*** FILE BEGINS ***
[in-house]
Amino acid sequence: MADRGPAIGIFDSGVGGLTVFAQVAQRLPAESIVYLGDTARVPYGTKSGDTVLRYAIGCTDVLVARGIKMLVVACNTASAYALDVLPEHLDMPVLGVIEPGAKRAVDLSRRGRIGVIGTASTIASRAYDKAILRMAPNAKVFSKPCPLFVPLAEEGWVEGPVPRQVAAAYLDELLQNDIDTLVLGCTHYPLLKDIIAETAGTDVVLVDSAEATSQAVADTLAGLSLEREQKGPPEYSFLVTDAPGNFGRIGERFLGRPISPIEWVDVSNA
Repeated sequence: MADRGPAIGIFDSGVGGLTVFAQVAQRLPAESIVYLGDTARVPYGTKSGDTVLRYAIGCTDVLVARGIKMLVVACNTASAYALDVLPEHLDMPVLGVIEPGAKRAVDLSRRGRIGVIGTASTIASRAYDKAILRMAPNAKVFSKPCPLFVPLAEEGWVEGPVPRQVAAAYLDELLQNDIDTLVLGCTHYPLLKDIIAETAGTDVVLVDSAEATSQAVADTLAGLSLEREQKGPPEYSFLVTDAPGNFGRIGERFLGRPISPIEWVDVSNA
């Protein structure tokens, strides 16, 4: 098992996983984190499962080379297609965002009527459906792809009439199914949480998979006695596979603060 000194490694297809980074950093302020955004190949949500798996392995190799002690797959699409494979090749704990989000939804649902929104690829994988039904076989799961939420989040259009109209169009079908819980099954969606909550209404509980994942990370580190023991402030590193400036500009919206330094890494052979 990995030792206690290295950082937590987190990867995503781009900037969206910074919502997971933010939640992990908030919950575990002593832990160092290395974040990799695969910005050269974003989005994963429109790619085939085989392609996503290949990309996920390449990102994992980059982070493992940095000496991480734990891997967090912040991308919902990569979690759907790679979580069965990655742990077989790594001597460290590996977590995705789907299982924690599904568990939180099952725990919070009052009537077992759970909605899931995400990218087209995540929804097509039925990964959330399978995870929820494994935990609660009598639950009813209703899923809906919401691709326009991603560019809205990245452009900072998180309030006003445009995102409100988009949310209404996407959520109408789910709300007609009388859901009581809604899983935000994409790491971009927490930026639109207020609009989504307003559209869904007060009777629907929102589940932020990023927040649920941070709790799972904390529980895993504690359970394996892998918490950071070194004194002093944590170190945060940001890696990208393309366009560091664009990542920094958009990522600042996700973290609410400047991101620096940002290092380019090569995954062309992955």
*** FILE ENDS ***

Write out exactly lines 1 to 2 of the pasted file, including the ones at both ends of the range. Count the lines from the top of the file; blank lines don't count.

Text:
[in-house]
Amino acid sequence: MADRGPAIGIFDSGVGGLTVFAQVAQRLPAESIVYLGDTARVPYGTKSGDTVLRYAIGCTDVLVARGIKMLVVACNTASAYALDVLPEHLDMPVLGVIEPGAKRAVDLSRRGRIGVIGTASTIASRAYDKAILRMAPNAKVFSKPCPLFVPLAEEGWVEGPVPRQVAAAYLDELLQNDIDTLVLGCTHYPLLKDIIAETAGTDVVLVDSAEATSQAVADTLAGLSLEREQKGPPEYSFLVTDAPGNFGRIGERFLGRPISPIEWVDVSNA